function runif_par(rng, i_thread) result(sample) bind(c)
         type(c_ptr), value :: rng
         integer(c_int), value :: i_thread
         real(c_double) :: sample
      end function runif_par

Now the main loop does something like this:

      n_threads = init_omp() ! Some setup to determine number of threads to use.
      rng = init_rng(n_threads, 42)  ! Second argument is seed.

      !$omp parallel do num_threads(n_threads) private(array) schedule(dynamic, 25)
      do i_sim = 1, n_config
         i_thread = omp_get_thread_num()
         array = 0
         call internal_subroutine(array)
     end do

Here internal_subroutine does some the heavy lifting involving calculations which call the RNG functions. I’ve also written a test routine which simply generates uniform samples on each thread and checks whether there are any duplicates (i.e. whether the random number generation works well).

Now, what I’ve found since posting the original question is that the RNG works if I add an additional step which manually updates the internal state. To be precise, the state variable in runif_par is updated inside the C++ library code by calling next each time a draw is made. If I manually add a call to next inside the wrapper, then it works without problem. So it seems that there is some lag which causes the next call from the Fortran to access the state before it’s updated (which is very odd).

Something else which came up and might be related: if I initialise the array in the parallel OMP loop to 0 and print out its values after the call to internal_subroutine, then it sometimes happens that I get 0 (which should never happen since internal_subroutine raises an exception in that case). I’m beginning to think it’s illegal to dynamically allocate memory inside a parallel do, could this be the problem?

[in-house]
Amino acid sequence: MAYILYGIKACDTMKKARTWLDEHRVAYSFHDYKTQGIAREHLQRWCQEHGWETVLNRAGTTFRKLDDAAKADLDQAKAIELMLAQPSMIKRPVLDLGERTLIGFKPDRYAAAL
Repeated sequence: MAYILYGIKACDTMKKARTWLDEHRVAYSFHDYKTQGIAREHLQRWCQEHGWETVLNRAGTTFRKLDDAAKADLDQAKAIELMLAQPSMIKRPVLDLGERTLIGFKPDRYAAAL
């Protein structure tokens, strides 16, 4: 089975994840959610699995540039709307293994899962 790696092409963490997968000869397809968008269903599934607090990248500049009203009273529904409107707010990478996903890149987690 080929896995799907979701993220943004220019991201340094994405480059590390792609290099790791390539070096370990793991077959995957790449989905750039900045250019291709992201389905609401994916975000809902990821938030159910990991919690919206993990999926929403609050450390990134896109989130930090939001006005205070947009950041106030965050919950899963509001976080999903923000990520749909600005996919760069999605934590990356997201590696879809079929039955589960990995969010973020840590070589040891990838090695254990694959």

Unfortunately, I am not sure.

Could you try what happens if you replace array by a 2D array with the dimension (n, n_threads)
that is allocated outside of the loop and instead of accessing array(n), you access array(:, i_thread)
within the loop? I assume n is defined somewhere outside of the code shown here.

The following code was able to compile fine (and give plausible results) for both gfortran and ifort:

 program private_checker
  implicit none
  real, dimension(:), allocatable:: array
  integer:: counter
  !$omp parallel do private(array) schedule(dynamic)
  do counter=1,100
     call random_number(array)
     write(*,*) counter, sum(array)
  end do
end program private_checker

I know that you are do not use the default RNG, this was just for demonstration purposes.
I remember that the RNG included in early versions of gfortran was not thread-save (now it is). So maybe
it is useful to check again, whether there could be problems with parallelization like global variables.
According to your comment seems not be the case for C++, but maybe the mechanisms that prevent these problems do not work properly when mixing the languages (the last two sentences are only speculation).